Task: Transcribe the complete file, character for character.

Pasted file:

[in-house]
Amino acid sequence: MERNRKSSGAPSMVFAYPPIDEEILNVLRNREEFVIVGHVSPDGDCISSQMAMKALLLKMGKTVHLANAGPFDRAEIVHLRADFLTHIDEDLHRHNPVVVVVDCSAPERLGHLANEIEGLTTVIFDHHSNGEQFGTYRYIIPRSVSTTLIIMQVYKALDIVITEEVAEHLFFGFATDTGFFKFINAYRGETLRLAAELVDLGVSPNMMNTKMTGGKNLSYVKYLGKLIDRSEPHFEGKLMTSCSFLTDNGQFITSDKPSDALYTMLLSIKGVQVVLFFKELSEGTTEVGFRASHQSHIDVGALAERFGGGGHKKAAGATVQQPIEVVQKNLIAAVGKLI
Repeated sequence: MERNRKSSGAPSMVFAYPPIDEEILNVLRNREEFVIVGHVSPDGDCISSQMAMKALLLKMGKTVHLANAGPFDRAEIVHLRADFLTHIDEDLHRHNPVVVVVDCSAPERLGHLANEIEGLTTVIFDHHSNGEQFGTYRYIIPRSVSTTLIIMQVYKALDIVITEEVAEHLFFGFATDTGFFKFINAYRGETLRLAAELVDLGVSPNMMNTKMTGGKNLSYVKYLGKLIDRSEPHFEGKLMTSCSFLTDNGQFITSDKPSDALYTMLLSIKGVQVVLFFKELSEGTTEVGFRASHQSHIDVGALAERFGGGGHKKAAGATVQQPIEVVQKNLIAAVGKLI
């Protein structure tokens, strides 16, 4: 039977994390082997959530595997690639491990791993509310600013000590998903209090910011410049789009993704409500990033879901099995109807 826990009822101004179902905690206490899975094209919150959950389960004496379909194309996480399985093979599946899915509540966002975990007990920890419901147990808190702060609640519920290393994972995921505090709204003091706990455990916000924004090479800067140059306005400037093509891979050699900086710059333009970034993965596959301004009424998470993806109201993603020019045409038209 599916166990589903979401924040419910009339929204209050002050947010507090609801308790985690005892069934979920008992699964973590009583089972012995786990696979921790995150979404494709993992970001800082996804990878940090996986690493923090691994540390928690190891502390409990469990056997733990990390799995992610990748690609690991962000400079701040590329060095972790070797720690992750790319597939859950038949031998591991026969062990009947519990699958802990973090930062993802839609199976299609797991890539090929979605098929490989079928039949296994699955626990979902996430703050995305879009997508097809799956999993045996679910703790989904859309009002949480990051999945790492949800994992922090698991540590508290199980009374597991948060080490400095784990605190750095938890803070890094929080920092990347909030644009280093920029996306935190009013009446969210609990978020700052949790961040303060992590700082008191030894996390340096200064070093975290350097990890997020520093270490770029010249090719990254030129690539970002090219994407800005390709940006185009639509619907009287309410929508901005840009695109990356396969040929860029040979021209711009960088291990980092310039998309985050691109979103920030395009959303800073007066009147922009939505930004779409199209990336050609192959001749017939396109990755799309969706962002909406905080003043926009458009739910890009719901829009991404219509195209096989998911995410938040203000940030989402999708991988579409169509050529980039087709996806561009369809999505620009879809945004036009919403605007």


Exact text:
[in-house]
Amino acid sequence: MERNRKSSGAPSMVFAYPPIDEEILNVLRNREEFVIVGHVSPDGDCISSQMAMKALLLKMGKTVHLANAGPFDRAEIVHLRADFLTHIDEDLHRHNPVVVVVDCSAPERLGHLANEIEGLTTVIFDHHSNGEQFGTYRYIIPRSVSTTLIIMQVYKALDIVITEEVAEHLFFGFATDTGFFKFINAYRGETLRLAAELVDLGVSPNMMNTKMTGGKNLSYVKYLGKLIDRSEPHFEGKLMTSCSFLTDNGQFITSDKPSDALYTMLLSIKGVQVVLFFKELSEGTTEVGFRASHQSHIDVGALAERFGGGGHKKAAGATVQQPIEVVQKNLIAAVGKLI
Repeated sequence: MERNRKSSGAPSMVFAYPPIDEEILNVLRNREEFVIVGHVSPDGDCISSQMAMKALLLKMGKTVHLANAGPFDRAEIVHLRADFLTHIDEDLHRHNPVVVVVDCSAPERLGHLANEIEGLTTVIFDHHSNGEQFGTYRYIIPRSVSTTLIIMQVYKALDIVITEEVAEHLFFGFATDTGFFKFINAYRGETLRLAAELVDLGVSPNMMNTKMTGGKNLSYVKYLGKLIDRSEPHFEGKLMTSCSFLTDNGQFITSDKPSDALYTMLLSIKGVQVVLFFKELSEGTTEVGFRASHQSHIDVGALAERFGGGGHKKAAGATVQQPIEVVQKNLIAAVGKLI
């Protein structure tokens, strides 16, 4: 039977994390082997959530595997690639491990791993509310600013000590998903209090910011410049789009993704409500990033879901099995109807 826990009822101004179902905690206490899975094209919150959950389960004496379909194309996480399985093979599946899915509540966002975990007990920890419901147990808190702060609640519920290393994972995921505090709204003091706990455990916000924004090479800067140059306005400037093509891979050699900086710059333009970034993965596959301004009424998470993806109201993603020019045409038209 599916166990589903979401924040419910009339929204209050002050947010507090609801308790985690005892069934979920008992699964973590009583089972012995786990696979921790995150979404494709993992970001800082996804990878940090996986690493923090691994540390928690190891502390409990469990056997733990990390799995992610990748690609690991962000400079701040590329060095972790070797720690992750790319597939859950038949031998591991026969062990009947519990699958802990973090930062993802839609199976299609797991890539090929979605098929490989079928039949296994699955626990979902996430703050995305879009997508097809799956999993045996679910703790989904859309009002949480990051999945790492949800994992922090698991540590508290199980009374597991948060080490400095784990605190750095938890803070890094929080920092990347909030644009280093920029996306935190009013009446969210609990978020700052949790961040303060992590700082008191030894996390340096200064070093975290350097990890997020520093270490770029010249090719990254030129690539970002090219994407800005390709940006185009639509619907009287309410929508901005840009695109990356396969040929860029040979021209711009960088291990980092310039998309985050691109979103920030395009959303800073007066009147922009939505930004779409199209990336050609192959001749017939396109990755799309969706962002909406905080003043926009458009739910890009719901829009991404219509195209096989998911995410938040203000940030989402999708991988579409169509050529980039087709996806561009369809999505620009879809945004036009919403605007």